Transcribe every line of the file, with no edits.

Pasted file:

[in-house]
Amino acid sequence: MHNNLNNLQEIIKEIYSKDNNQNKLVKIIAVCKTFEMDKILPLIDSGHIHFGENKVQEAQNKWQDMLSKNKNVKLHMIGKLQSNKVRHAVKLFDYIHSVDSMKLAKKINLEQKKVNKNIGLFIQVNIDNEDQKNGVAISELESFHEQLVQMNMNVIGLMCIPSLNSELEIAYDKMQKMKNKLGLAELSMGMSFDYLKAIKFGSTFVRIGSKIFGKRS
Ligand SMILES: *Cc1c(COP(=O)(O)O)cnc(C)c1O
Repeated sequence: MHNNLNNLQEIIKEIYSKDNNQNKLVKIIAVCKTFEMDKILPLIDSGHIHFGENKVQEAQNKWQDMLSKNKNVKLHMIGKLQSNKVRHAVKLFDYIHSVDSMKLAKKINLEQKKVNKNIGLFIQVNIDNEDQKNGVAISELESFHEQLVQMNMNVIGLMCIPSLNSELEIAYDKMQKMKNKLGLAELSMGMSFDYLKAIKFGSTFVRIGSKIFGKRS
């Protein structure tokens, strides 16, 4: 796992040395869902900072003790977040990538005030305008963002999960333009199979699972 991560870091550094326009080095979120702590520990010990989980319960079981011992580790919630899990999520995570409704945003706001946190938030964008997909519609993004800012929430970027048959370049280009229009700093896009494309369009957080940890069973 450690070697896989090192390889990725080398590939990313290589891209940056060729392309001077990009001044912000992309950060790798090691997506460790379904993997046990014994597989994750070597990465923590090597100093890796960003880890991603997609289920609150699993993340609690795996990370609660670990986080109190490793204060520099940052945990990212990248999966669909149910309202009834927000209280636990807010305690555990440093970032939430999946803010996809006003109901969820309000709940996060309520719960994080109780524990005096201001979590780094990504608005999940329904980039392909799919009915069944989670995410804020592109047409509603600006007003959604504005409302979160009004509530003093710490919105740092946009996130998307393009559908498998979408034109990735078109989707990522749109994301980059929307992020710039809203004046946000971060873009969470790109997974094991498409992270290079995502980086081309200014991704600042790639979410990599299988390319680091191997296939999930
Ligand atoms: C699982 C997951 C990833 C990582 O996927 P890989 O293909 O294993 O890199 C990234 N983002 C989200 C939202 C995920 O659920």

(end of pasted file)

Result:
[in-house]
Amino acid sequence: MHNNLNNLQEIIKEIYSKDNNQNKLVKIIAVCKTFEMDKILPLIDSGHIHFGENKVQEAQNKWQDMLSKNKNVKLHMIGKLQSNKVRHAVKLFDYIHSVDSMKLAKKINLEQKKVNKNIGLFIQVNIDNEDQKNGVAISELESFHEQLVQMNMNVIGLMCIPSLNSELEIAYDKMQKMKNKLGLAELSMGMSFDYLKAIKFGSTFVRIGSKIFGKRS
Ligand SMILES: *Cc1c(COP(=O)(O)O)cnc(C)c1O
Repeated sequence: MHNNLNNLQEIIKEIYSKDNNQNKLVKIIAVCKTFEMDKILPLIDSGHIHFGENKVQEAQNKWQDMLSKNKNVKLHMIGKLQSNKVRHAVKLFDYIHSVDSMKLAKKINLEQKKVNKNIGLFIQVNIDNEDQKNGVAISELESFHEQLVQMNMNVIGLMCIPSLNSELEIAYDKMQKMKNKLGLAELSMGMSFDYLKAIKFGSTFVRIGSKIFGKRS
């Protein structure tokens, strides 16, 4: 796992040395869902900072003790977040990538005030305008963002999960333009199979699972 991560870091550094326009080095979120702590520990010990989980319960079981011992580790919630899990999520995570409704945003706001946190938030964008997909519609993004800012929430970027048959370049280009229009700093896009494309369009957080940890069973 450690070697896989090192390889990725080398590939990313290589891209940056060729392309001077990009001044912000992309950060790798090691997506460790379904993997046990014994597989994750070597990465923590090597100093890796960003880890991603997609289920609150699993993340609690795996990370609660670990986080109190490793204060520099940052945990990212990248999966669909149910309202009834927000209280636990807010305690555990440093970032939430999946803010996809006003109901969820309000709940996060309520719960994080109780524990005096201001979590780094990504608005999940329904980039392909799919009915069944989670995410804020592109047409509603600006007003959604504005409302979160009004509530003093710490919105740092946009996130998307393009559908498998979408034109990735078109989707990522749109994301980059929307992020710039809203004046946000971060873009969470790109997974094991498409992270290079995502980086081309200014991704600042790639979410990599299988390319680091191997296939999930
Ligand atoms: C699982 C997951 C990833 C990582 O996927 P890989 O293909 O294993 O890199 C990234 N983002 C989200 C939202 C995920 O659920």